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dc.contributor.authorFallaize, Rosalind
dc.contributor.authorMacready, Anna L.
dc.contributor.authorButler, L. T.
dc.contributor.authorEllis, J. A.
dc.contributor.authorLovegrove, J. A.
dc.date.accessioned2016-04-06T10:23:43Z
dc.date.available2016-04-06T10:23:43Z
dc.date.issued2013-06
dc.identifier.citationFallaize , R , Macready , A L , Butler , L T , Ellis , J A & Lovegrove , J A 2013 , ' An insight into the public acceptance of nutrigenomic-based personalised nutrition ' , Nutrition Research Reviews , vol. 26 , no. 1 , pp. 39-48 . https://doi.org/10.1017/S0954422413000024
dc.identifier.issn0954-4224
dc.identifier.otherPURE: 8665100
dc.identifier.otherPURE UUID: 985ac98a-aa42-401d-af77-879d1fb2b54a
dc.identifier.otherScopus: 84877968987
dc.identifier.otherPubMed: 23561449
dc.identifier.urihttp://hdl.handle.net/2299/16976
dc.description.abstractIt is predicted that non-communicable diseases will account for over 73Â % of global mortality in 2020. Given that the majority of these deaths occur in developed countries such as the UK, and that up to 80Â % of chronic disease could be prevented through improvements in diet and lifestyle, it is imperative that dietary guidelines and disease prevention strategies are reviewed in order to improve their efficacy. Since the completion of the human genome project our understanding of complex interactions between environmental factors such as diet and genes has progressed considerably, as has the potential to individualise diets using dietary, phenotypic and genotypic data. Thus, there is an ambition for dietary interventions to move away from population-based guidance towards 'personalised nutrition'. The present paper reviews current evidence for the public acceptance of genetic testing and personalised nutrition in disease prevention. Health and clear consumer benefits have been identified as key motivators in the uptake of genetic testing, with individuals reporting personal experience of disease, such as those with specific symptoms, being more willing to undergo genetic testing for the purpose of personalised nutrition. This greater perceived susceptibility to disease may also improve motivation to change behaviour which is a key barrier in the success of any nutrition intervention. Several consumer concerns have been identified in the literature which should be addressed before the introduction of a nutrigenomic-based personalised nutrition service. Future research should focus on the efficacy and implementation of nutrigenomic-based personalised nutrition.en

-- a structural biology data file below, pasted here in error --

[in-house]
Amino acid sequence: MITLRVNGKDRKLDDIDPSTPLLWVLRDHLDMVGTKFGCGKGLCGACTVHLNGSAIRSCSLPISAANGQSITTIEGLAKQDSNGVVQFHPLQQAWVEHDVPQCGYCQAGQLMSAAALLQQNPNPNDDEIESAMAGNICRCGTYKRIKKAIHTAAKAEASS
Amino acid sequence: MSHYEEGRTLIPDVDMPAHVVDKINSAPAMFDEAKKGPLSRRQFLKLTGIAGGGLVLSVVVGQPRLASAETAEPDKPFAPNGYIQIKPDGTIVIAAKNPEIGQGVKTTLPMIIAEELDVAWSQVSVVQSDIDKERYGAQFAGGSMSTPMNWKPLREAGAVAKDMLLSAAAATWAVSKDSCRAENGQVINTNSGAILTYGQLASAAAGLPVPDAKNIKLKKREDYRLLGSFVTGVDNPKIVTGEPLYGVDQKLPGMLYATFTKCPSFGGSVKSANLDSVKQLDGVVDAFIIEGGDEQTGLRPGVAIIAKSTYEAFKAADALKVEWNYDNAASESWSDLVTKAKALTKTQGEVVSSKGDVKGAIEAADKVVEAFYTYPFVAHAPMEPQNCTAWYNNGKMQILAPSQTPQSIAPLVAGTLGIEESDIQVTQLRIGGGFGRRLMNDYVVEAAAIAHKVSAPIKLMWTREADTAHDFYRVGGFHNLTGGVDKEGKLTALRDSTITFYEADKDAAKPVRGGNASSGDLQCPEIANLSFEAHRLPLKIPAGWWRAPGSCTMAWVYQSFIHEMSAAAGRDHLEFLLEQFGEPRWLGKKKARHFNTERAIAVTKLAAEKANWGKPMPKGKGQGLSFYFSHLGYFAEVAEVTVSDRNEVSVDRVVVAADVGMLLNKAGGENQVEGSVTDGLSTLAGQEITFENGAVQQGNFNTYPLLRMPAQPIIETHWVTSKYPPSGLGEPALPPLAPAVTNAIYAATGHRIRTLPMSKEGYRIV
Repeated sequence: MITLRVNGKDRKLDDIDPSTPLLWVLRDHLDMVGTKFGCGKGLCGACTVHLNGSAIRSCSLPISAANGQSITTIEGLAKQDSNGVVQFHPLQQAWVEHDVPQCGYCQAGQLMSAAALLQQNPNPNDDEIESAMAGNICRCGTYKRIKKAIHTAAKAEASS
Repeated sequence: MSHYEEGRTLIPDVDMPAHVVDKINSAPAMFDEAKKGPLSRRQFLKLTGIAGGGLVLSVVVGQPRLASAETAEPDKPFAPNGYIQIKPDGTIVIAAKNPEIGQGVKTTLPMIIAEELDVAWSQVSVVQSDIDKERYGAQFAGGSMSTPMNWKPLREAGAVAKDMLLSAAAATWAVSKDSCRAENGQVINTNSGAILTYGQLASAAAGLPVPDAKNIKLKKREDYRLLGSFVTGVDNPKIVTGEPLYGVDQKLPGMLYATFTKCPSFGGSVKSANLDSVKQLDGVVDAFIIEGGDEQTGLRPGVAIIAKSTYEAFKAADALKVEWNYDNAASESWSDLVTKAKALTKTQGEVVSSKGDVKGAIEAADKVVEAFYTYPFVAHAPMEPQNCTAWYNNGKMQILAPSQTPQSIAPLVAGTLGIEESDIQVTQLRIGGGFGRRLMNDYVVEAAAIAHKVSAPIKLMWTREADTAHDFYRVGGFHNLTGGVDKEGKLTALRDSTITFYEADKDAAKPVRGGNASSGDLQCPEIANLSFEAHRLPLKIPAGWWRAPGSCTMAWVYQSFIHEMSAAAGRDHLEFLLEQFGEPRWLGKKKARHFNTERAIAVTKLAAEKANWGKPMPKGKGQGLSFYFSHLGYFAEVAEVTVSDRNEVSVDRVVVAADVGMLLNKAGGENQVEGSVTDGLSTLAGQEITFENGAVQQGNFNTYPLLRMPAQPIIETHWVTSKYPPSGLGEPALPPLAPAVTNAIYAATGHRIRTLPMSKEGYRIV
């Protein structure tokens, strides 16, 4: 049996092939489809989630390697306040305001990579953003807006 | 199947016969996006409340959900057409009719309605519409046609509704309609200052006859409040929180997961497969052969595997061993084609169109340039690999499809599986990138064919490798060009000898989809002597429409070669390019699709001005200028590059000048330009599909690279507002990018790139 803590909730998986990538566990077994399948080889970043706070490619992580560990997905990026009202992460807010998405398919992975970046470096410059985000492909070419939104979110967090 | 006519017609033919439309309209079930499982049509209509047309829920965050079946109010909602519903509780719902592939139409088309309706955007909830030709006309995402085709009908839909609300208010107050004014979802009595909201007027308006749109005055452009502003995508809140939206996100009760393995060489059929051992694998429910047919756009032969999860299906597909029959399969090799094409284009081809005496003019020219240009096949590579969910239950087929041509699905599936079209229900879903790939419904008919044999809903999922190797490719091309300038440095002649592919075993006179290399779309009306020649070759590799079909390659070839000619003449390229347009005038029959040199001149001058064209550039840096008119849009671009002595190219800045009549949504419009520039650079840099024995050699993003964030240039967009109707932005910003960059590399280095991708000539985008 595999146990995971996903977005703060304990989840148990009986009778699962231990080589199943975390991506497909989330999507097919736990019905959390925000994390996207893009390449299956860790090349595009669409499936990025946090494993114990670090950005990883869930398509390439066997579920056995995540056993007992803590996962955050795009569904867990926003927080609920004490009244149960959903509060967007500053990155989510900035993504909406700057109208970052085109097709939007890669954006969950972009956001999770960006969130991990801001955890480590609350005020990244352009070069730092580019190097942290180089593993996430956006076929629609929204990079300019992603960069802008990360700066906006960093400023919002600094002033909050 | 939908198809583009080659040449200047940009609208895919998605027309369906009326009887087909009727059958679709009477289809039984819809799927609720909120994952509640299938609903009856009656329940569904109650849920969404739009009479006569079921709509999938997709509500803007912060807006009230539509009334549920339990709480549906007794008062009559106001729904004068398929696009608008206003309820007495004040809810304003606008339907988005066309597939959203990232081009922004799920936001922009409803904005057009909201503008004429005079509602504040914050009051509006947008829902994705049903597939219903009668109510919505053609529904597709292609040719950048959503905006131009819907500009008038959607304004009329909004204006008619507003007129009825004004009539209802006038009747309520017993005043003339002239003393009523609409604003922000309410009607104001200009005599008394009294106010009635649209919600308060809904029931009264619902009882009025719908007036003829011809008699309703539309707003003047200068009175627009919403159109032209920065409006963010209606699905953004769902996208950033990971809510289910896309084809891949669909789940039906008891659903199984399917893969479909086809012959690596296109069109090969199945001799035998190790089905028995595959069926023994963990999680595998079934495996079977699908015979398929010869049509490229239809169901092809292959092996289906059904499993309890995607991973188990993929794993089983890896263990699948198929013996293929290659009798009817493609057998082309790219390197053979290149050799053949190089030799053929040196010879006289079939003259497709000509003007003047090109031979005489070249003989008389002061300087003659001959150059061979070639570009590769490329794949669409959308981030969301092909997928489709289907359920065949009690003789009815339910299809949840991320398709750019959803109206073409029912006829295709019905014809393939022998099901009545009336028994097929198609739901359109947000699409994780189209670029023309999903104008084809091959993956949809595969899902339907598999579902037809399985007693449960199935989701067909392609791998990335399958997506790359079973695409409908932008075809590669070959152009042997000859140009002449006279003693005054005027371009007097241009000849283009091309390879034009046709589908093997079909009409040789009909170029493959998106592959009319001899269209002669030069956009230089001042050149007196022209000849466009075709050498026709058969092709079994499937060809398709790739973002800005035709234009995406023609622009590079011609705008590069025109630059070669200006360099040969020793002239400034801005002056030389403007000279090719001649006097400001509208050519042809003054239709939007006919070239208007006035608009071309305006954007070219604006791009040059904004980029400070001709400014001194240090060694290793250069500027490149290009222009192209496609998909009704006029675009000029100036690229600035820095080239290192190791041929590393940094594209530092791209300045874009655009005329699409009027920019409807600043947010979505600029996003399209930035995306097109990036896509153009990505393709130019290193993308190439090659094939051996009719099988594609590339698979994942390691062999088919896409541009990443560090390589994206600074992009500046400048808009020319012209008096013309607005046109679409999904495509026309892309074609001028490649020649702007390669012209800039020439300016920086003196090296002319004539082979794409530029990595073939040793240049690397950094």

dc.format.extent10
dc.language.isoeng
dc.relation.ispartofNutrition Research Reviews
dc.subjectConsumer acceptance
dc.subjectDisease prevention
dc.subjectNutrigenomics
dc.subjectPersonalised nutrition
dc.subjectMedicine (miscellaneous)
dc.subjectNutrition and Dietetics
dc.subjectMedicine(all)
dc.titleAn insight into the public acceptance of nutrigenomic-based personalised nutritionen
dc.contributor.institutionSchool of Life and Medical Sciences
dc.contributor.institutionHealth & Human Sciences Research Institute
dc.contributor.institutionDepartment of Human and Environmental Sciences
dc.contributor.institutionDepartment of Biological and Environmental Sciences
dc.contributor.institutionWeight and Obesity Research Group
dc.contributor.institutionAgriculture, Food and Veterinary Sciences
dc.contributor.institutionFood Policy, Nutrition and Diet
dc.description.statusPeer reviewed
dc.relation.schoolSchool of Life and Medical Sciences
dcterms.dateAccepted2013-06
rioxxterms.versionofrecordhttps://doi.org/10.1017/S0954422413000024
rioxxterms.typeJournal Article/Review
herts.preservation.rarelyaccessedtrue


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